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All the Perl that's Practical to Extract and Report

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  • You are certainly entitled to your opinion and I wont try to convince you to use Moose as I am sure your opinion is not knee-jerk, however I would like to just address a few points.

    To start with, Moose is still a work in progress and is in no way up to the level of sophistication as say a full blown language, so there will be some dark and ugly corners sometimes. Some of the things we are currently working on are both startup speed (we can't reduce the "bloat", but we can at least make it less noticable) and error handling (if you don't like stack traces then you don't have to use them, see Moose::Error::Croak for details).

    As for the leakiness of the abstractions, it is rare to find any abstraction that is 100% leak free. Stop and consider for a moment that Moose (and the underlying MOP) is an abstraction of a system for writing abstractions with, it would be really hard to keep it 100% leak free.

    Lastly, I think your comparison to is way off. sucked because it was a source filter and therefore sensitive to the code used in and around it. Perl being the highly flexible language that it is, it was quite easy to write code within the switch blocks that did bad things when the macro was expanded. Moose is not and has never been a source filter, it does not have that issue. Sure it helps to sometimes know how things are working under the covers, but I must disagree with you that it is as fragile as is.

    - Stevan

    • Why isn't something like Moose::Error::Croak the default behaviour?

      Sure, it's convenient for Moose developers to see the stack trace. But it's very inconvenient for application programmers using Moose to be exposed to internal details, useless for debugging the mistake they just made.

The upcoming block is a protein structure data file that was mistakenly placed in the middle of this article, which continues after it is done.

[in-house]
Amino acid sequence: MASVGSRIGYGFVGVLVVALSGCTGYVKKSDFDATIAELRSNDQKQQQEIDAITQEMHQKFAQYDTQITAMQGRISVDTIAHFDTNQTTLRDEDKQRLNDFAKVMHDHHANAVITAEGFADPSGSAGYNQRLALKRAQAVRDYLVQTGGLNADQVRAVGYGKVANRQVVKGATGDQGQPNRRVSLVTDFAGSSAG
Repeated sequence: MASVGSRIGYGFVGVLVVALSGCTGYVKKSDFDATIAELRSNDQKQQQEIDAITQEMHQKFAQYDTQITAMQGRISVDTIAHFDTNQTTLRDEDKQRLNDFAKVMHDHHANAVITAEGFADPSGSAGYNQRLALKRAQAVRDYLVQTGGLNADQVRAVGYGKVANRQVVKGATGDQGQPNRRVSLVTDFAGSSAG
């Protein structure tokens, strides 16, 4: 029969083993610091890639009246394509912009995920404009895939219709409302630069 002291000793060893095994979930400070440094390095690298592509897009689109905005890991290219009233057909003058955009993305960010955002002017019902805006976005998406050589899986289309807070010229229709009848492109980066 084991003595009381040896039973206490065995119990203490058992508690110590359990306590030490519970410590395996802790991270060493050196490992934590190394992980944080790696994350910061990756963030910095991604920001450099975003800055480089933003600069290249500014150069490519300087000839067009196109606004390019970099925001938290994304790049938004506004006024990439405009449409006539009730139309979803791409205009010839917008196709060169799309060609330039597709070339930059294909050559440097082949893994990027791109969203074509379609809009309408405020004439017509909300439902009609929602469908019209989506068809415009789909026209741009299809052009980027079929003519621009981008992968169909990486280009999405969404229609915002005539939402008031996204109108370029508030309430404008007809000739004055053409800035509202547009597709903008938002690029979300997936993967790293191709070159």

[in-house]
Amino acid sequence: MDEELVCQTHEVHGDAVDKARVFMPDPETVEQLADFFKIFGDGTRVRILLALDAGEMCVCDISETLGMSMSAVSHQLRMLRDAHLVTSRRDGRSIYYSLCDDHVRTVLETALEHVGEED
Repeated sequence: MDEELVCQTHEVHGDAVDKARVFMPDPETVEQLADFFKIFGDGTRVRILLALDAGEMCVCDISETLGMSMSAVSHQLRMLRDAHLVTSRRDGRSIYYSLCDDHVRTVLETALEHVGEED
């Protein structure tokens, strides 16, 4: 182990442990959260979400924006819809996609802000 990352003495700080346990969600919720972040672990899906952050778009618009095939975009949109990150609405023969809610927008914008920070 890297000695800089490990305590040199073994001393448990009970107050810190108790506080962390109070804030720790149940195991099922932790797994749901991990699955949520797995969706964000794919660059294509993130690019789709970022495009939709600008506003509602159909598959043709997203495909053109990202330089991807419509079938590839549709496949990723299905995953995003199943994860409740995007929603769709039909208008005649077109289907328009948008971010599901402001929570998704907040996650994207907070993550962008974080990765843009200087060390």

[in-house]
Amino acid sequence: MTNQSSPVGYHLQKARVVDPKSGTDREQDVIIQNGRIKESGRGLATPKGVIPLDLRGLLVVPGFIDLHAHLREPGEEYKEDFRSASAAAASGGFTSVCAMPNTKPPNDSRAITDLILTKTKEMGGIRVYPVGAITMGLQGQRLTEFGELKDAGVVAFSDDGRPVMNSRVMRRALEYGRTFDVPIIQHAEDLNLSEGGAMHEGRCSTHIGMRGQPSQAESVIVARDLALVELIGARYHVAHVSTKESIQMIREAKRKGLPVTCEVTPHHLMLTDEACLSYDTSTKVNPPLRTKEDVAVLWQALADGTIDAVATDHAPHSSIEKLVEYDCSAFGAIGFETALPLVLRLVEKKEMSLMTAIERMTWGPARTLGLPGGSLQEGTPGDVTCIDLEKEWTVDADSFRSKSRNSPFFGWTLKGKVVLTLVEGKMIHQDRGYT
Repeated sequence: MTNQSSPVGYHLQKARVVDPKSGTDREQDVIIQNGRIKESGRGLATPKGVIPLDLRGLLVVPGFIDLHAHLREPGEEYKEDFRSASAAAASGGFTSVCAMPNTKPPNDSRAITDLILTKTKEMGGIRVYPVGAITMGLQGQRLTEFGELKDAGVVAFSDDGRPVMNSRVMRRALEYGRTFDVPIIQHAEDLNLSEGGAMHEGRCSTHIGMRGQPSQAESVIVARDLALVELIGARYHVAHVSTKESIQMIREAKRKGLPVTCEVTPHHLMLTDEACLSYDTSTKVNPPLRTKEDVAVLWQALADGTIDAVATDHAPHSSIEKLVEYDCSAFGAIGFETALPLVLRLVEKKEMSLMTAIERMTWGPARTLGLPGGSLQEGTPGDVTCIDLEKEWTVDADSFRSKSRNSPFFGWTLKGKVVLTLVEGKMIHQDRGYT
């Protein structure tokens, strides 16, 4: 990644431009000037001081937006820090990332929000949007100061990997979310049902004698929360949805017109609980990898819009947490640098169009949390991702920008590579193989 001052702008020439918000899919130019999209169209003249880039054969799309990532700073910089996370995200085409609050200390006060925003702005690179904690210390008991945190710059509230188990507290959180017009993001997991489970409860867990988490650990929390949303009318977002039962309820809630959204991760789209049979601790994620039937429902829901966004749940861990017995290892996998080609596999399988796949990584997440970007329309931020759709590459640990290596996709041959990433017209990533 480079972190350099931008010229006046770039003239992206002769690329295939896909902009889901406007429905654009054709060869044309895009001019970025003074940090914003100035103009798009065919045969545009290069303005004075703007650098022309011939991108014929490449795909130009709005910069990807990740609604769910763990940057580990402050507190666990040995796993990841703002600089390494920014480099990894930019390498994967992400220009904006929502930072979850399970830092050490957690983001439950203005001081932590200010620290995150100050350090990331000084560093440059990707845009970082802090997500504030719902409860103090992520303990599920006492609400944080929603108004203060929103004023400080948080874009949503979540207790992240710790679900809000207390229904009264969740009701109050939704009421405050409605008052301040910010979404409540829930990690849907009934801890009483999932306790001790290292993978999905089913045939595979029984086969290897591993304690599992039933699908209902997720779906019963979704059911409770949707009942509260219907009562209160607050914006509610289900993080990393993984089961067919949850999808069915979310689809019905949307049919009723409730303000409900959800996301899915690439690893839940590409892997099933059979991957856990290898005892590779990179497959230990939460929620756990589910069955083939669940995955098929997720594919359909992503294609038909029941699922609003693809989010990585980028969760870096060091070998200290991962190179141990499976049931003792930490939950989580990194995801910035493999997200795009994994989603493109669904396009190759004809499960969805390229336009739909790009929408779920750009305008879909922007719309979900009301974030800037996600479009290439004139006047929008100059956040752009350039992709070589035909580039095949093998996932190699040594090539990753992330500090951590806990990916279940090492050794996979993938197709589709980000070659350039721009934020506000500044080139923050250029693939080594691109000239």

The most interesting difference between these two groups of people is that the Moose developers already know more about Moose, and how to turn the stack trace on. Moose users don't, so a sensible default would be to cater to th

      • Why isn't something like Moose::Error::Croak the default behaviour?

        Well, *I* like stack traces, both when I am developing Moose and developing with Moose. In fact, before I even wrote Moose I wrote Class::Throwable which not only gives stack traces, but allows nested exception re-throwing so you can have multiple levels of stack traces (yes, that means a stack trace showing from where you re-threw the exception in addition to the stack trace of the original exception). Since until about 6 months ago I

        • "I will agree that the stack traces sometimes expose too much of the Moose internals"

          That was actually what I meant, I'm not averse to stack traces in general.

          But the few times I've seen them, I found that the internals part of the trace tended to drown out the information useful to find out why my "has" declaration was wrong.

          • I am hoping that careful usage of Carp::Clan will help this, the real issue is striking that balance between not enough information and too much information. It has been on my TODO list for a long time now, but as i said it is all about the tuits right now.

            - Stevan

    • Hi Steven,

      Thanks for taking time to read and comment on this. I'm often the voice of dissent (I hate POE, the various ORMs, Parrot, and lots of other stuff, too). So I'm always a bit surprised when I'm not dismissed as a crank =)

      Switch might be a source filter, but it's small and has no deps. As to whether Moose is as fragile as it, I can't honestly say. That was a bit knee jerk of me to say that. But to the extent that the analogy does hold (which might not be far), I'd like people to consider not rel

      • Again, most modules aren't used because they're the coolest thing ever, but instead because they're a dep of something else.

        When you write insightful things like this, I can never take you as a crank. Like you say, only when abstractions leak is this a problem.